Original Text of the article in Spanish here
The General Assembly of the United Nations decided that from the year 2011, the 21st March should be celebrated as the World Day of trisomy 21. A better day could not be chosen to celebrate people with three chromosomes 21. In France this day has special significance since this was the date when the leading French geneticist, Jerome Lejeune, who was about 30 years old at the time, discovered the origin of this syndrome and dedicated the rest of his life to investigation and above all to caring for people with Down's Syndrome. Owing to the very nature of his discovery, Lejeune was aware that while he was advancing science, he was also putting at risk the lives of children in the womb who could end up being aborted. Presently in France 90% of pregnancies that are diagnosed with the syndrome are aborted. Lejeune died in 1994 but his legacy remains through the Foundation and Institute that bear his name, as well as this World Day when we are invited to wear non-matching socks, because of their resemblance with the chromosomes and in order to promote "difference".
Recently different kinds of initiatives have shown French public opinion the importance of the inclusion and diversity of people with different kinds of disability, and specifically trisomy 21. Films such as "Hors norms" (The Specials), "Apprendre a t'aimer" and "De Gaulle" have brought these topics to the big screen. The first shows the heroism of people who run different associations dealing with social inclusion. The second tells a story of the transformation of a young French family whose daughter has Down's Syndrome. The film "De Gaulle" (by Gabriel Le Bomin) gives a prominent role to the daughter of the famous general and French political leader: Anne was born with trisomy and died at the age of 20, She occupied a very special place in the heart of Charles de Gaulle. She was his strength, joy and inspiration in the many battles the founder of the Fifth Republic had to fight.
In the field of social entrepreneurship, "Cafes Joyeux" (Happy Cafes) have opened in the business districts of several European cities. This project of the entrepreneur Yann Bucaille-Lanrezac, who recently received the social entrepreneur award from the Boston Consulting Group (BCG), employs people with disabilities in typically French "cafes". The most famous is located no less than a few yards from the Arc de Triomphe in the Champs-Elysees and was inaugurated by the French President, Emmanuel Macron, together with the minister in charge of disabled people, Sophie Cluzel. It is not by chance that Cluzel was chosen for this sensitive position. She herself is the mother of Julie (born in 1995) with Down's Syndrome and has dedicated most of her professional life to integrating these people into society.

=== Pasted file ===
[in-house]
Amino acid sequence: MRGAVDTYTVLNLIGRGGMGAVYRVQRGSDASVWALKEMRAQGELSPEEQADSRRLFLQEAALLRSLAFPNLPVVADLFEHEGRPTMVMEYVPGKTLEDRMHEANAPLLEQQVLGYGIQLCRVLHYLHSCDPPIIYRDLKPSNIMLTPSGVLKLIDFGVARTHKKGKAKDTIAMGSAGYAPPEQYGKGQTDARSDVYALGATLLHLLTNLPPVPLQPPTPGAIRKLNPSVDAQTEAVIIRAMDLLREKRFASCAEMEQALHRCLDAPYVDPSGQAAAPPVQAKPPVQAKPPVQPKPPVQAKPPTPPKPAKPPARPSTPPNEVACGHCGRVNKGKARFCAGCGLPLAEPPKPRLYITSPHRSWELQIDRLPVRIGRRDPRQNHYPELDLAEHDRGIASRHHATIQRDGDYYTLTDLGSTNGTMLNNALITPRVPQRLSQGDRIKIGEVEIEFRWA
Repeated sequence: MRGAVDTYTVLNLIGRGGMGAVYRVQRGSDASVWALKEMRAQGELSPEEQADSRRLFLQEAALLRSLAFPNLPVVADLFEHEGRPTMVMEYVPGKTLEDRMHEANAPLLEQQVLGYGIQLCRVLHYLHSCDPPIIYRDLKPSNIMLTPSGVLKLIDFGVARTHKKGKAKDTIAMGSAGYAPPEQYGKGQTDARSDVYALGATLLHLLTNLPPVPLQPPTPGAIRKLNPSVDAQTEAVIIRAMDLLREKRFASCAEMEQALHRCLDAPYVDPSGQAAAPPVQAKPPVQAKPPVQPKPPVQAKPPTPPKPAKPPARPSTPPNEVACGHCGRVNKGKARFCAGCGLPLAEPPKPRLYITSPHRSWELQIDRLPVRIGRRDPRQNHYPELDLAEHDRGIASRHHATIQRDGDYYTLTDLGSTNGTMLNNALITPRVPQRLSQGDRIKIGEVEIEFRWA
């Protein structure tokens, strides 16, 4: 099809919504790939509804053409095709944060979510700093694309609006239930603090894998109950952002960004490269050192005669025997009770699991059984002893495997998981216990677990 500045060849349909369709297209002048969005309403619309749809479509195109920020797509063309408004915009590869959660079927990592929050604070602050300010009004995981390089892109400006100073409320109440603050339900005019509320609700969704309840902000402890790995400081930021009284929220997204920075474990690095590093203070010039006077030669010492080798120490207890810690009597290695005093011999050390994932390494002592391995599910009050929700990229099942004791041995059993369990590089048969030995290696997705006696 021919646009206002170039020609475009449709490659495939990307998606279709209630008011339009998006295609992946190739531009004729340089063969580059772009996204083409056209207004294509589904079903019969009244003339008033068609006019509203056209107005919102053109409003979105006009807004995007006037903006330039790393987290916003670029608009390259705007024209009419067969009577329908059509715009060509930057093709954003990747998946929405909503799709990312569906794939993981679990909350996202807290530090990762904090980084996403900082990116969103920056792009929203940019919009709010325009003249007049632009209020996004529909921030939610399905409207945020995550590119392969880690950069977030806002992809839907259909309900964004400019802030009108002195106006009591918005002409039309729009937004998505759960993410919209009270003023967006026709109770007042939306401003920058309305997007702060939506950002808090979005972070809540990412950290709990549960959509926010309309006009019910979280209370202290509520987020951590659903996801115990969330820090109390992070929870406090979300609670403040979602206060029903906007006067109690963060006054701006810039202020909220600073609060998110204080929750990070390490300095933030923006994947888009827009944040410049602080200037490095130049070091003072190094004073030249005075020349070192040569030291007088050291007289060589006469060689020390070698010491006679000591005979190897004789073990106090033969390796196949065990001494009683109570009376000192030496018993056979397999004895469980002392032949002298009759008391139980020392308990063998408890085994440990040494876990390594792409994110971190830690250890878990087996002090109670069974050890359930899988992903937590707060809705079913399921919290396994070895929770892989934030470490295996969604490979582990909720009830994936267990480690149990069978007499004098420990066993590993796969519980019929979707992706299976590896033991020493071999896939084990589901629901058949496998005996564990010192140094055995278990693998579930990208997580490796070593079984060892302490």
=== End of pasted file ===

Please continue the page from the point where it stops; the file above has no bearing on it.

In the Café Joyeux located in the "most beautiful avenue in the world" we come across a champion of the inclusion of children with trisomy 21, the French artiste Cilou. One year ago, on the 21st March 2021, a very symbolic date for those with three chromosomes 21, the 27-year-old artiste set the story of a boy, Louis, to music and dance, from when he was in his mother's womb until he started working in a Café Joyeux.
Our conversation is continually enlivened by the music, dance and general atmosphere of the employees working here. The presence of Cilou does not dampen the enthusiasm that vibrates in this locale on the Champs-Elysees. Our dialogue will be happily "interrupted" many times by two young professional guards at the Café.
How did you come up with the idea of composing a song and a video on this topic?
- During the lockdown I wanted to compose a song about joy. As we all know from experience those months were very hard. I like my songs to transmit values on the lives of real people. The idea of trisomy came up the year 2021 started and made me think of people who have three chromosomes 21. In present-day society, and I find it very positive, difference and diversity are often celebrated because we are all distinct from one another.